Article

Genital Candida species detected in samples from women in Melbourne, Australia, before and after treatment with antibiotics

Department of General Practice, University of Melbourne, 200 Berkeley Street, Carlton, Victoria 3053, Australia.
Journal of Clinical Microbiology (Impact Factor: 4.23). 10/2006; 44(9):3213-7. DOI: 10.1128/JCM.00218-06
Source: PubMed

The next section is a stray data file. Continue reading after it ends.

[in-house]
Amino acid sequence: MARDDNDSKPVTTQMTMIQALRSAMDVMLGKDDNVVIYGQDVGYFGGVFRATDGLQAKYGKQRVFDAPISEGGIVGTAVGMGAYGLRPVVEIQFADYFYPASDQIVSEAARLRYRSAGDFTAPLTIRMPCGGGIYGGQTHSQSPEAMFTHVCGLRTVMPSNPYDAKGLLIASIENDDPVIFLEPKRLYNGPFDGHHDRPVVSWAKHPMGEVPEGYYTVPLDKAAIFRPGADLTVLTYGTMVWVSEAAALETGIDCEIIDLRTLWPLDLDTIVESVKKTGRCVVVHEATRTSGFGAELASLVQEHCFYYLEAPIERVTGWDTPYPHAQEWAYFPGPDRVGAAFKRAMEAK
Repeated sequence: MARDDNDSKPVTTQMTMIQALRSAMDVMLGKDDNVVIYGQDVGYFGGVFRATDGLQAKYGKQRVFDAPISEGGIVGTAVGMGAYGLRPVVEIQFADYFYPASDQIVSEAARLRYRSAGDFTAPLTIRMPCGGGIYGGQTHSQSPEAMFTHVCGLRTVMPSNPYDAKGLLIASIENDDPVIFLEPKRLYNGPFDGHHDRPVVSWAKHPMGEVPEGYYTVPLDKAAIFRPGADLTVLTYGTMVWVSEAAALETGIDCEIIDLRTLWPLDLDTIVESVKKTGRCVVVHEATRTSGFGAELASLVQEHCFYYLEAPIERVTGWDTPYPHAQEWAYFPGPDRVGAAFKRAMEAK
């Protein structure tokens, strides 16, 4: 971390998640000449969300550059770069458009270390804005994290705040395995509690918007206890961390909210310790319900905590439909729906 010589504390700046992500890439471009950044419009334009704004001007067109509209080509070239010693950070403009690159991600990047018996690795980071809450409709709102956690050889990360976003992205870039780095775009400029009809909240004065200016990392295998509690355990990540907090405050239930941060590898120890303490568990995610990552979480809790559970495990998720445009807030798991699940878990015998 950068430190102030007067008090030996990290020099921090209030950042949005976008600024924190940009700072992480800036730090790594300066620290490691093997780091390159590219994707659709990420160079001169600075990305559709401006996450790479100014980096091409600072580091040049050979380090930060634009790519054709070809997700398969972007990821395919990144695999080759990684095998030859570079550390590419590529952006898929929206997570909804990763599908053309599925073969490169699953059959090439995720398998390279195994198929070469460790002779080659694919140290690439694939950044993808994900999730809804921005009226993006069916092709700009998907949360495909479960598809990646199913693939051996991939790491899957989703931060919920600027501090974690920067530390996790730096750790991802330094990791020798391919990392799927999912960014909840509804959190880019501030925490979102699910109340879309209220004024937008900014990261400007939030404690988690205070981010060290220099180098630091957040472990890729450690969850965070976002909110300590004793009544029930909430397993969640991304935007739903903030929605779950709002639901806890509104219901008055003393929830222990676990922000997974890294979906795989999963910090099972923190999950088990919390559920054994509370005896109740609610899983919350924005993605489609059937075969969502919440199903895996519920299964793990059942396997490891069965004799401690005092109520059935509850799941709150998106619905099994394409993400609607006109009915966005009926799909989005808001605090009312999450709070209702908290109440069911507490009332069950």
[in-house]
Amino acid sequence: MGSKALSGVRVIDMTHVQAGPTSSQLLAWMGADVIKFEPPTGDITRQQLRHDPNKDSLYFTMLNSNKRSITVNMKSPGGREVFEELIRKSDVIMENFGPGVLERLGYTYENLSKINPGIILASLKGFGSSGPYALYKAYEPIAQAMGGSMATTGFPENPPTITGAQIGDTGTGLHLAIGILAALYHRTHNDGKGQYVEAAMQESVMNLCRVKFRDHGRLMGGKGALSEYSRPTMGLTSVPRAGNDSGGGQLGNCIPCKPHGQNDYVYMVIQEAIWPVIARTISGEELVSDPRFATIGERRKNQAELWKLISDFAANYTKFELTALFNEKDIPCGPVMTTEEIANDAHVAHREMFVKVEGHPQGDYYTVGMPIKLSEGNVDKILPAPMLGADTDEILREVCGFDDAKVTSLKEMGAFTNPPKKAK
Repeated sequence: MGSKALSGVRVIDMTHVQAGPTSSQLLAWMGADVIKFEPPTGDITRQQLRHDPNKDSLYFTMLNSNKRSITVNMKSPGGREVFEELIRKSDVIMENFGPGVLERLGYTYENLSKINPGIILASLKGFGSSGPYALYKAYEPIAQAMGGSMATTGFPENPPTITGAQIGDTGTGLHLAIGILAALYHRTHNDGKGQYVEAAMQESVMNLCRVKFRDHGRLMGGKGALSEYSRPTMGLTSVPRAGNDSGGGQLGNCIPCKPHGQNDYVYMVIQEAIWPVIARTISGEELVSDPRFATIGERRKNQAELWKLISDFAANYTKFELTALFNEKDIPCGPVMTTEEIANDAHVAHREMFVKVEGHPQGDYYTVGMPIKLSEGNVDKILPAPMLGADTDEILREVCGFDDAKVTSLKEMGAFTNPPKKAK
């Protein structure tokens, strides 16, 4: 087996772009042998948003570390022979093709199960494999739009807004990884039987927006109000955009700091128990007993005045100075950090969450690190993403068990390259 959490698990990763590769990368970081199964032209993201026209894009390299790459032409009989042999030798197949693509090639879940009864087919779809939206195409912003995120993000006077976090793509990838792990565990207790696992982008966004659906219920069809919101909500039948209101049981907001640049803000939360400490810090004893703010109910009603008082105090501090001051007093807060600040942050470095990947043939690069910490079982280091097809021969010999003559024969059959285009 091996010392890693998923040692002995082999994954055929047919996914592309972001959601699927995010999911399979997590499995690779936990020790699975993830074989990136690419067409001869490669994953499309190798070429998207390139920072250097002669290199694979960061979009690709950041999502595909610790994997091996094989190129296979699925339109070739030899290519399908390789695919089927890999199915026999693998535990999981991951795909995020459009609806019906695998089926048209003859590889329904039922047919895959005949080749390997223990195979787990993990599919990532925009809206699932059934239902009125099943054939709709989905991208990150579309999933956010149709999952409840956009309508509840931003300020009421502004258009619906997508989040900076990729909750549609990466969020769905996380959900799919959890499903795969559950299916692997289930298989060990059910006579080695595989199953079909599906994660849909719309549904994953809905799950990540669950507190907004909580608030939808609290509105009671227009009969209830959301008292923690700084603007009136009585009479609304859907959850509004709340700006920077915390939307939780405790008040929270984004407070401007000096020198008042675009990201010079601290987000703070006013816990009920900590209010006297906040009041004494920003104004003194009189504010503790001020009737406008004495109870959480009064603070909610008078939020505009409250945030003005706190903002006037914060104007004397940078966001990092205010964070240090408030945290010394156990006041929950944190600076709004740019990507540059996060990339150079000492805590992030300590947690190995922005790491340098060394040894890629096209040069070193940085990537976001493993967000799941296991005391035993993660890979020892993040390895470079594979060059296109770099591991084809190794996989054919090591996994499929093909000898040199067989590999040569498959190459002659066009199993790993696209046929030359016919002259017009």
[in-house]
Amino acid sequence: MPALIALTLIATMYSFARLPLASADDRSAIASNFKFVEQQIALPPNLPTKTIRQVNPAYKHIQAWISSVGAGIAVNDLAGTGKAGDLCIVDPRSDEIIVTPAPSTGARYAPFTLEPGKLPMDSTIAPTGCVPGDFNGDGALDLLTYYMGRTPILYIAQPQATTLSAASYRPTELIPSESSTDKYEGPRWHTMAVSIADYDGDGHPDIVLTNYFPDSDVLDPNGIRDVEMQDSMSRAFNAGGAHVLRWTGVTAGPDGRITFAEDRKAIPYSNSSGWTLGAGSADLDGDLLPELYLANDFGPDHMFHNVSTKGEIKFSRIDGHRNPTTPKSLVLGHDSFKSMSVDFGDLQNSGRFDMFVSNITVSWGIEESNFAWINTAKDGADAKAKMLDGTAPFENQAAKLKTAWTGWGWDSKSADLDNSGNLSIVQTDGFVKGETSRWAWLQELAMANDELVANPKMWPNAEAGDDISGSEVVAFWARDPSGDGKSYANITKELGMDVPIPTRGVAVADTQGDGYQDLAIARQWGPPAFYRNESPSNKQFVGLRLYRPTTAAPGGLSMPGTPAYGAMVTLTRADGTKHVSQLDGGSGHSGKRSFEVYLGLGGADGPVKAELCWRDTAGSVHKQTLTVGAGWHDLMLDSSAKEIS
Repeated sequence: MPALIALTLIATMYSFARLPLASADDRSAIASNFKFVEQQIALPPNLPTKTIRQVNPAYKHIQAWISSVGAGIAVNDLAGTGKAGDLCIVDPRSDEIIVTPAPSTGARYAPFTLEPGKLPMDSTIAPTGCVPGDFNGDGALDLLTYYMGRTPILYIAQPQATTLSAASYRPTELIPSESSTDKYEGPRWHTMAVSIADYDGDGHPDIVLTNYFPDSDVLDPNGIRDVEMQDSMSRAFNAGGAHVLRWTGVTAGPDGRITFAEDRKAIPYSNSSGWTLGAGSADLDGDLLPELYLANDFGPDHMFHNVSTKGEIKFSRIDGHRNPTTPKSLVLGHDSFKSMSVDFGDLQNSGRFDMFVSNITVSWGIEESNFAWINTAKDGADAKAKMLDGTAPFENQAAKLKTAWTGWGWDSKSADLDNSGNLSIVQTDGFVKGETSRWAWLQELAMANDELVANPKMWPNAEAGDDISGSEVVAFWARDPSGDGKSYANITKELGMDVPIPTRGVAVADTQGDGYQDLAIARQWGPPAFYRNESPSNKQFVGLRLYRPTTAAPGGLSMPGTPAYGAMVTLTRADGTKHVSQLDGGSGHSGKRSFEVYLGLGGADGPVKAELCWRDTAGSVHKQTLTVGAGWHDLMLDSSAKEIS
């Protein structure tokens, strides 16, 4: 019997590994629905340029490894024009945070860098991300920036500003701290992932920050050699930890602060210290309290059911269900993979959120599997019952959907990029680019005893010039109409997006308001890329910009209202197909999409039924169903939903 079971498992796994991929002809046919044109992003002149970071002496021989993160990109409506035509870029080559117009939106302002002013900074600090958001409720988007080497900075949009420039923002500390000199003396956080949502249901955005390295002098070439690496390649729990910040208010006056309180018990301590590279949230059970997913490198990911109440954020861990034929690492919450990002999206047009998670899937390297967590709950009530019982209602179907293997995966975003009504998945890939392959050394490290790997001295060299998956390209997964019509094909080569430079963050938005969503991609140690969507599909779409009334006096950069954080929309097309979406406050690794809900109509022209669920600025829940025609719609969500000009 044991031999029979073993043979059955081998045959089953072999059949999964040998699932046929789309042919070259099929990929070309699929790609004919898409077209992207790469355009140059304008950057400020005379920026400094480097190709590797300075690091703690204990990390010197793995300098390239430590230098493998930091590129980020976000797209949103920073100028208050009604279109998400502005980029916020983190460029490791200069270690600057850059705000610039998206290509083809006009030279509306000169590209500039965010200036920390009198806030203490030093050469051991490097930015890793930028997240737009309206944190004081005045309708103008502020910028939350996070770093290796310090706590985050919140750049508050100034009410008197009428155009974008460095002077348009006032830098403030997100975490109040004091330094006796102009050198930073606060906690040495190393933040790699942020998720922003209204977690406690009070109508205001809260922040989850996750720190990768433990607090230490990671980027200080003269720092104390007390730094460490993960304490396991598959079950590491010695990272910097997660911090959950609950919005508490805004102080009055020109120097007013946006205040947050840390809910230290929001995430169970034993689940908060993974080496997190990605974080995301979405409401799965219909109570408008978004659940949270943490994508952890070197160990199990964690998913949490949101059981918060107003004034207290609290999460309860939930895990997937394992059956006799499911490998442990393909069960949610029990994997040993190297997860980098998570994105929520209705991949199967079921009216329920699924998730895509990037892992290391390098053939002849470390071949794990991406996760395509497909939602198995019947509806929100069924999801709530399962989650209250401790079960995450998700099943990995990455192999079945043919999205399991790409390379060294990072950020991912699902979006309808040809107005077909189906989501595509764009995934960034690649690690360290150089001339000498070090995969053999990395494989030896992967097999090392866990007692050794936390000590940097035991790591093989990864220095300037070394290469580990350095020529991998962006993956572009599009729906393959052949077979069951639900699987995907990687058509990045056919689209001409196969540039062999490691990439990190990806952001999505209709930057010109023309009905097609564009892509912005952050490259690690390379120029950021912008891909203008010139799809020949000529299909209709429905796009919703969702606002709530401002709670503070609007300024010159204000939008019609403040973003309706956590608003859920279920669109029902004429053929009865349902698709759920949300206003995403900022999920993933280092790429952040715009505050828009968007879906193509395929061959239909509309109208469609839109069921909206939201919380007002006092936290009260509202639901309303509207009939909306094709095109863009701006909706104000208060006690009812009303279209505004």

ABSTRACT Vulvovaginal candidiasis (VVC) remains a common cause of morbidity, with three-quarters of women affected during their lifetimes. Use of antibiotics is an acknowledged trigger for VVC, which adversely affects women's physical and emotional health. Knowledge of patterns of genital Candida species-level identification is important for management, as Candida species other than Candida albicans often fail first-line treatment. A community sample of women with no vaginal symptoms, and who were prescribed antibiotics, was recruited into this study, where the incidence of genital colonization by various Candida species was documented, as well as symptoms of VVC plus relevant associations, before and after treatment with antibiotics. Self-collected low vaginal swabs were taken prior to and 8 days after completion of antibiotic treatment, and data on various potential risk factors for VVC were collected simultaneously, with complete data being available for 233 participants. Baseline Candida species colonization was present in 21% of women (95% confidence intervals [CI], 17% to 27%), rising to 37% (95% CI, 31% to 44%) after antibiotic treatment. The primary species detected for either period was C. albicans (73%), with Candida glabrata detected in around 20%. Self-assessed proneness to VVC after antibiotic treatment and baseline colonization with Candida spp. were significantly associated with symptomatic VVC after antibiotic treatment. For microbiologically proven candidiasis, VVC symptoms had a sensitivity of 57% and a specificity of 91%. When physicians prescribe antibiotics, the history of risk of VVC is one issue that physicians should discuss with women, particularly those who are self-identified as being prone to VVC. Furthermore, we recommend that definitive microbiological diagnoses be made for women with recurrent symptoms or those failing initial treatment, to guide appropriate therapy.